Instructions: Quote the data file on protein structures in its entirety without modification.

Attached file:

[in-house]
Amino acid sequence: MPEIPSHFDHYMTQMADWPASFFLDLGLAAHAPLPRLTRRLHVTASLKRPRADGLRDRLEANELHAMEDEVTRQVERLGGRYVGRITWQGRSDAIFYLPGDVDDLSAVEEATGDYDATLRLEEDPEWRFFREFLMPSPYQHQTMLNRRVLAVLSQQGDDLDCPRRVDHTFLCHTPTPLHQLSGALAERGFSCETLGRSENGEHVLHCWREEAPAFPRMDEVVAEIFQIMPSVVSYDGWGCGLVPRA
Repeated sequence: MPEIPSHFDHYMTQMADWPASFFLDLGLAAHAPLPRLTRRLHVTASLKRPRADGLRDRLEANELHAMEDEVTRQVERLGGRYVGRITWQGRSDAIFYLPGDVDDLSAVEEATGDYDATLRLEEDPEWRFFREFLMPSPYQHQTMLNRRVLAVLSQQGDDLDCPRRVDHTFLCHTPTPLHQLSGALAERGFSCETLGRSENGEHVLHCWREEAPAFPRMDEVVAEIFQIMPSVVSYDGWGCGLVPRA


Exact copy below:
[in-house]
Amino acid sequence: MPEIPSHFDHYMTQMADWPASFFLDLGLAAHAPLPRLTRRLHVTASLKRPRADGLRDRLEANELHAMEDEVTRQVERLGGRYVGRITWQGRSDAIFYLPGDVDDLSAVEEATGDYDATLRLEEDPEWRFFREFLMPSPYQHQTMLNRRVLAVLSQQGDDLDCPRRVDHTFLCHTPTPLHQLSGALAERGFSCETLGRSENGEHVLHCWREEAPAFPRMDEVVAEIFQIMPSVVSYDGWGCGLVPRA
Repeated sequence: MPEIPSHFDHYMTQMADWPASFFLDLGLAAHAPLPRLTRRLHVTASLKRPRADGLRDRLEANELHAMEDEVTRQVERLGGRYVGRITWQGRSDAIFYLPGDVDDLSAVEEATGDYDATLRLEEDPEWRFFREFLMPSPYQHQTMLNRRVLAVLSQQGDDLDCPRRVDHTFLCHTPTPLHQLSGALAERGFSCETLGRSENGEHVLHCWREEAPAFPRMDEVVAEIFQIMPSVVSYDGWGCGLVPRA